HomeEditorial CommentDemocracy is dying under Mnangagwa

Democracy is dying under Mnangagwa

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LAST Wednesday, Zimbabwe joined the rest of the world in commemorating World Democracy Day but the country faces a darkening future under the current leadership, with gains made in the recent past being fast eroded by a man determined to eradicate any possible threat to his grip on power.

Civic society organisations issued statements, all expressing one reality that the country’s democracy was at stake, if not in the intensive care unit already, due to a disregard of the Constitution by President Emmerson Mnangagwa and his government.

Mnangagwa is no democrat by any measure, let alone his history, however, white the brush he uses to try and paint a different picture. His relentless onslaught on human rights such as freedom of expression and assembly has been the hallmark of his rule since he took over in November 2017 following a coup that toppled his former boss, the late former President Robert Mugabe.

State-sponsored destabilisation of opposition parties through recall of MPs and councillors while at the same time banning by-elections has deprived many citizens of their right to representation by elected officers of their choice.

Abuse of State institutions has diminished the separation of power principle, while permitting the abuse of citizens by State security agents. The list of abuses is endless and the situation will get worse as the 2023 elections loom on the horizon.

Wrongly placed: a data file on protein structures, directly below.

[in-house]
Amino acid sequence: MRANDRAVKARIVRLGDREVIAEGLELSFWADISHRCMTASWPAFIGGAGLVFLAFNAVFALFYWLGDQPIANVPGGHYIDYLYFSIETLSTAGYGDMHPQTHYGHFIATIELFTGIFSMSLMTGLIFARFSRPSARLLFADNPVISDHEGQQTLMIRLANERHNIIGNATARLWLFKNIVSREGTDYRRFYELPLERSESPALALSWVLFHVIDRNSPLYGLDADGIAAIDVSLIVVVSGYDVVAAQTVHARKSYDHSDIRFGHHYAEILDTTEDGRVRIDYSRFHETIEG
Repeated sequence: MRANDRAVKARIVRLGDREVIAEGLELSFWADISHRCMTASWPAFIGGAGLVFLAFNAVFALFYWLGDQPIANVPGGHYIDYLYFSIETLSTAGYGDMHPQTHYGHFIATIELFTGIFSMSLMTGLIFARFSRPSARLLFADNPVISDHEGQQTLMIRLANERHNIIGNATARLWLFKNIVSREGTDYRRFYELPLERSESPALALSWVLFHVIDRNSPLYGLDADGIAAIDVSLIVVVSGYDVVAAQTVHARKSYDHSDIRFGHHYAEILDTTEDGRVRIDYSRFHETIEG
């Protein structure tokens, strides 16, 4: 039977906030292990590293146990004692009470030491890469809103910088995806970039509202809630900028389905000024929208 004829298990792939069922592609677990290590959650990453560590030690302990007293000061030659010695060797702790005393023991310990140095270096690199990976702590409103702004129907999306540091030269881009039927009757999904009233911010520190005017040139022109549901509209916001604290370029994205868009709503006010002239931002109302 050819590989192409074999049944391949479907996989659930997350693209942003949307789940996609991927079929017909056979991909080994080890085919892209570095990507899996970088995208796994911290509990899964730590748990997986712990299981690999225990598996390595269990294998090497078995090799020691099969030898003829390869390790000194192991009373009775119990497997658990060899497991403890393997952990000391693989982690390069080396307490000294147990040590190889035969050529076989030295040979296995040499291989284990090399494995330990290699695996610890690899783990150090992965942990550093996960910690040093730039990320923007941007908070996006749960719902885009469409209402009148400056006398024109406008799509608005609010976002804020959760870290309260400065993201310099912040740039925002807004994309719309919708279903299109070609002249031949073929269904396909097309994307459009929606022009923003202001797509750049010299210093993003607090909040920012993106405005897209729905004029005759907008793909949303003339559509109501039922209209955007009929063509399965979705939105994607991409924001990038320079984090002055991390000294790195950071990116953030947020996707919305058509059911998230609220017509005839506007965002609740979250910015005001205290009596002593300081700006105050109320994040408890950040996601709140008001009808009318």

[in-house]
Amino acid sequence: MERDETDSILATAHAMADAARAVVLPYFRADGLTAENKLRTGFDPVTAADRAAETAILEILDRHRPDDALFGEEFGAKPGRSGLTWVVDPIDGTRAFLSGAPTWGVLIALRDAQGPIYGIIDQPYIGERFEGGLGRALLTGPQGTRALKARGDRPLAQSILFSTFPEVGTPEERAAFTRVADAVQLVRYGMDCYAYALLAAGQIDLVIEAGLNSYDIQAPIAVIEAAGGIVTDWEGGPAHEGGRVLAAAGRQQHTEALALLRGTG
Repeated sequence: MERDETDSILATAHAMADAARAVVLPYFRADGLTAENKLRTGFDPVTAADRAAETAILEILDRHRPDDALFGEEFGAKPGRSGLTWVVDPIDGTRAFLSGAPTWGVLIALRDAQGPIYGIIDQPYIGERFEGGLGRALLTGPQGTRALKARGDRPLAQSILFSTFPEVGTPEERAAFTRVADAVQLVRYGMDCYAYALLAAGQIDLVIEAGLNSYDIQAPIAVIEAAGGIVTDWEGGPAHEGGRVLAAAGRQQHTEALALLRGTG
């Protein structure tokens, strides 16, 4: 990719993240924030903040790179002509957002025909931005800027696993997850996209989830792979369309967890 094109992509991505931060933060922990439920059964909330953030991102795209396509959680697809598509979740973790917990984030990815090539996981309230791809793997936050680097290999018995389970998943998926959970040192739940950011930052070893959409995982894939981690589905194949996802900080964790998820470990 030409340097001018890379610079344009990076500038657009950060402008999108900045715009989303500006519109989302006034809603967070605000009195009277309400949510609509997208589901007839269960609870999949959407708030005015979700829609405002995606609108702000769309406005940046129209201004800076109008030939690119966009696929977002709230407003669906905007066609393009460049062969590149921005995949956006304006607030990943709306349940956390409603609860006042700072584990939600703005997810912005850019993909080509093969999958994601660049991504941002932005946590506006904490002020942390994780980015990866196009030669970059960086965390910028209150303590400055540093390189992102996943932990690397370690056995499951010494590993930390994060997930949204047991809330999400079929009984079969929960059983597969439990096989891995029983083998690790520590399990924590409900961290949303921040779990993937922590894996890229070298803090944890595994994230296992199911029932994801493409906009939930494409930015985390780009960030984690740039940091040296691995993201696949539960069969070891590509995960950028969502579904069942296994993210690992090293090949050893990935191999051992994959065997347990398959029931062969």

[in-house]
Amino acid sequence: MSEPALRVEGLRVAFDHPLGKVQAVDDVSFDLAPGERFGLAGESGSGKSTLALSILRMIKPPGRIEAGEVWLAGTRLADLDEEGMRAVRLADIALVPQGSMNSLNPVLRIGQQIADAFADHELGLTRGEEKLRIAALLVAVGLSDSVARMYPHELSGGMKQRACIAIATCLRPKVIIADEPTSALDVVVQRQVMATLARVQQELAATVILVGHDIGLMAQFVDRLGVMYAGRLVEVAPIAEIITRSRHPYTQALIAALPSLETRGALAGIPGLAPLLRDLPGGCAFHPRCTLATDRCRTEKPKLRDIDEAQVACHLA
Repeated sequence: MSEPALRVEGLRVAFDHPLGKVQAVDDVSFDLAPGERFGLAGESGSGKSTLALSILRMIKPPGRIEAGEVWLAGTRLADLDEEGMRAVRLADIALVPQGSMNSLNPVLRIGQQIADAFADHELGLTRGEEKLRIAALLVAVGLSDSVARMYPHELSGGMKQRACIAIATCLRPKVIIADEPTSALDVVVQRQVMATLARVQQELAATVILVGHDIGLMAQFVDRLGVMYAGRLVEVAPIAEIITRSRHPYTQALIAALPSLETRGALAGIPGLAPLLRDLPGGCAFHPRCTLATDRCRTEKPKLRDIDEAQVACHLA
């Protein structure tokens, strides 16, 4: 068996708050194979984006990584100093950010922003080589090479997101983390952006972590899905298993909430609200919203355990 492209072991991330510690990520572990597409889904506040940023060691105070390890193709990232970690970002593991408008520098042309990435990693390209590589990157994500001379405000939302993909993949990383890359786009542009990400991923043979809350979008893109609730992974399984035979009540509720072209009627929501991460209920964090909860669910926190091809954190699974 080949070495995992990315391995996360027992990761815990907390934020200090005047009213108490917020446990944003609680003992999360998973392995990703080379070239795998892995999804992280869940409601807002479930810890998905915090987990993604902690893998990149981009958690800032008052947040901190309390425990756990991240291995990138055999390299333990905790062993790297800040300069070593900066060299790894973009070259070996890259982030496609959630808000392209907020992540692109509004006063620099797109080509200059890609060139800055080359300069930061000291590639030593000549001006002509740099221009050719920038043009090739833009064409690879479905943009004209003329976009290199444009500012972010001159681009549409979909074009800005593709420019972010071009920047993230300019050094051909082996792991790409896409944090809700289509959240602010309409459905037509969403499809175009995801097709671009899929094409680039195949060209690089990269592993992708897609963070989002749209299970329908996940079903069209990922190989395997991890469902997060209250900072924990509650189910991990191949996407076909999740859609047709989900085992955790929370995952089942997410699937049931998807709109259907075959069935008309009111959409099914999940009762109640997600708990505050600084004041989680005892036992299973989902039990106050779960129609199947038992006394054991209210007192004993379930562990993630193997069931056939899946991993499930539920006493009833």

Mnangagwa has already shown a penchant to unleash the military on citizens each time they protest one injustice or the other. The deployment of soldiers to quell post-electoral violence in August 2018 and fuel riots of January 2019 are still fresh in people’s minds.

ED, as his supporters like to call him, has turned the country into a captured State where private power networks that include his cronies pose the greatest threat to civil liberties.

It is sad that Zimbabwe has been named in a recent report published by Ghana’s Centre for Democratic Development as one of the shadow States whose electoral systems, Judiciary, Legislature have been captured by private capital, entrenching authoritarianism.

Shadow States are countries where unelected businessmen, civil servants, political fixers and members of the Presidents’ family wield more power than legislators.

Mnangagwa should be concerned about the direction he is taking the country. When he took over power, he promised to reunite the country with the international community through the restoration of rule of law and human rights. But all hope is fading, human rights abuses continue unabated, while tampering with the Constitution has escalated to unprecedented levels.

Mnangagwa should be wary about his legacy and do the right thing now; otherwise history will judge him harshly. He should learn from Mugabe’s mistakes and strive to be what Zimbabweans wanted when they celebrated the former strongman’s ouster. He should remember the old saying which goes: he who lives by the sword, dies by the sword.

Mnangagwa needs people by his side, not guns.

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